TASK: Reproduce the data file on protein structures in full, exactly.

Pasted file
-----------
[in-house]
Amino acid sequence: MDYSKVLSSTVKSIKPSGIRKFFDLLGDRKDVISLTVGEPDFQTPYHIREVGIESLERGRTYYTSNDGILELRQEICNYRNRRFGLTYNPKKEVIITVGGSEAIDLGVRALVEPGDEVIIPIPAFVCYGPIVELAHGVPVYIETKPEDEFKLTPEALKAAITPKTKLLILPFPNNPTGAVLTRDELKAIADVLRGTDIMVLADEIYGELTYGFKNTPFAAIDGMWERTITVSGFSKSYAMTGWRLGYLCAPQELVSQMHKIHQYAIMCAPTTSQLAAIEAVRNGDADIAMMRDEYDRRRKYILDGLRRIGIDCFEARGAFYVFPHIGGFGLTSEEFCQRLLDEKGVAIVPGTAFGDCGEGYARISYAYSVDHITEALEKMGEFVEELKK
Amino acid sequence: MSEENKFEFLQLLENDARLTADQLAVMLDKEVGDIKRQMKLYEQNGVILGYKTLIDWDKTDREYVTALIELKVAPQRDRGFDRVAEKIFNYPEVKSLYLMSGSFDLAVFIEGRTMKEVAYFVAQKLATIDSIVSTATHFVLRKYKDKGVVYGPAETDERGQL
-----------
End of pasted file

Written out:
[in-house]
Amino acid sequence: MDYSKVLSSTVKSIKPSGIRKFFDLLGDRKDVISLTVGEPDFQTPYHIREVGIESLERGRTYYTSNDGILELRQEICNYRNRRFGLTYNPKKEVIITVGGSEAIDLGVRALVEPGDEVIIPIPAFVCYGPIVELAHGVPVYIETKPEDEFKLTPEALKAAITPKTKLLILPFPNNPTGAVLTRDELKAIADVLRGTDIMVLADEIYGELTYGFKNTPFAAIDGMWERTITVSGFSKSYAMTGWRLGYLCAPQELVSQMHKIHQYAIMCAPTTSQLAAIEAVRNGDADIAMMRDEYDRRRKYILDGLRRIGIDCFEARGAFYVFPHIGGFGLTSEEFCQRLLDEKGVAIVPGTAFGDCGEGYARISYAYSVDHITEALEKMGEFVEELKK
Amino acid sequence: MSEENKFEFLQLLENDARLTADQLAVMLDKEVGDIKRQMKLYEQNGVILGYKTLIDWDKTDREYVTALIELKVAPQRDRGFDRVAEKIFNYPEVKSLYLMSGSFDLAVFIEGRTMKEVAYFVAQKLATIDSIVSTATHFVLRKYKDKGVVYGPAETDERGQL